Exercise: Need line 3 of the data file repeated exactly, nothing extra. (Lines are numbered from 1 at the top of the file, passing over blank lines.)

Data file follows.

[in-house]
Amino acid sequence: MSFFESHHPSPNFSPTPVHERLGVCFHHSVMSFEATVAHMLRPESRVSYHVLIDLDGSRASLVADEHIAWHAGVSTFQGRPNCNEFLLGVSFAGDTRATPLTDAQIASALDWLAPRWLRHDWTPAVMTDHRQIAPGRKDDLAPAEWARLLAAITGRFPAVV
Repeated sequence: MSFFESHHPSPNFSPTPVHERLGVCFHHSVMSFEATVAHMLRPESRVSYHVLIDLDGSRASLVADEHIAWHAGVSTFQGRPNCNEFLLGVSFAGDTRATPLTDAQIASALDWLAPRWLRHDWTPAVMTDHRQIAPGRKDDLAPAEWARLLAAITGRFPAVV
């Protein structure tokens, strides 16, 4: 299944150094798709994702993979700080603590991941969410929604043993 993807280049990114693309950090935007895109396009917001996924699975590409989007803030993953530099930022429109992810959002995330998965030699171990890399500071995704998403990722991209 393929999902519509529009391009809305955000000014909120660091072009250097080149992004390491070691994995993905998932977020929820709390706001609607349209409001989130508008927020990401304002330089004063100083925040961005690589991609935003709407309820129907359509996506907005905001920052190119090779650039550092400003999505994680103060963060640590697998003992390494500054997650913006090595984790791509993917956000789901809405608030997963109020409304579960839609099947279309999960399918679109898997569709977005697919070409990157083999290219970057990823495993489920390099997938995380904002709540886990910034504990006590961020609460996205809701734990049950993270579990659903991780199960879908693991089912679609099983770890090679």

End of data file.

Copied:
Repeated sequence: MSFFESHHPSPNFSPTPVHERLGVCFHHSVMSFEATVAHMLRPESRVSYHVLIDLDGSRASLVADEHIAWHAGVSTFQGRPNCNEFLLGVSFAGDTRATPLTDAQIASALDWLAPRWLRHDWTPAVMTDHRQIAPGRKDDLAPAEWARLLAAITGRFPAVV